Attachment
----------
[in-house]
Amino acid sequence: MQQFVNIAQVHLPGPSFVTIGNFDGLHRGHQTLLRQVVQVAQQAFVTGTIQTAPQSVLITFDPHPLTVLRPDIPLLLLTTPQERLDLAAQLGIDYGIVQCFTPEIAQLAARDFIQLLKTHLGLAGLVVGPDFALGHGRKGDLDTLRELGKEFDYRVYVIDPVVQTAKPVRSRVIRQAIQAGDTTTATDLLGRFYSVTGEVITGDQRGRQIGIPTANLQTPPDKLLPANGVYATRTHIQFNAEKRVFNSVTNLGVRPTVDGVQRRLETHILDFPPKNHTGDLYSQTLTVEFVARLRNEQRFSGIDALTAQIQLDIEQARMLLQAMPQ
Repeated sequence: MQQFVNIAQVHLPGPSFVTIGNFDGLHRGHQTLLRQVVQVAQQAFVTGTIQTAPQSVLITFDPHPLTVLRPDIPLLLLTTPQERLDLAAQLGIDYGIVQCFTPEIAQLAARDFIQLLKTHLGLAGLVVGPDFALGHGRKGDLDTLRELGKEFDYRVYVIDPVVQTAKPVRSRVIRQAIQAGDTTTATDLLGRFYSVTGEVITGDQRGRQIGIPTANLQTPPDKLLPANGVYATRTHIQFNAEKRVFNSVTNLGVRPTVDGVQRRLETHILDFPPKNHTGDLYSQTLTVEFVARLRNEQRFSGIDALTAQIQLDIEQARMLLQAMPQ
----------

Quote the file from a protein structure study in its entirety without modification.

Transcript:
[in-house]
Amino acid sequence: MQQFVNIAQVHLPGPSFVTIGNFDGLHRGHQTLLRQVVQVAQQAFVTGTIQTAPQSVLITFDPHPLTVLRPDIPLLLLTTPQERLDLAAQLGIDYGIVQCFTPEIAQLAARDFIQLLKTHLGLAGLVVGPDFALGHGRKGDLDTLRELGKEFDYRVYVIDPVVQTAKPVRSRVIRQAIQAGDTTTATDLLGRFYSVTGEVITGDQRGRQIGIPTANLQTPPDKLLPANGVYATRTHIQFNAEKRVFNSVTNLGVRPTVDGVQRRLETHILDFPPKNHTGDLYSQTLTVEFVARLRNEQRFSGIDALTAQIQLDIEQARMLLQAMPQ
Repeated sequence: MQQFVNIAQVHLPGPSFVTIGNFDGLHRGHQTLLRQVVQVAQQAFVTGTIQTAPQSVLITFDPHPLTVLRPDIPLLLLTTPQERLDLAAQLGIDYGIVQCFTPEIAQLAARDFIQLLKTHLGLAGLVVGPDFALGHGRKGDLDTLRELGKEFDYRVYVIDPVVQTAKPVRSRVIRQAIQAGDTTTATDLLGRFYSVTGEVITGDQRGRQIGIPTANLQTPPDKLLPANGVYATRTHIQFNAEKRVFNSVTNLGVRPTVDGVQRRLETHILDFPPKNHTGDLYSQTLTVEFVARLRNEQRFSGIDALTAQIQLDIEQARMLLQAMPQ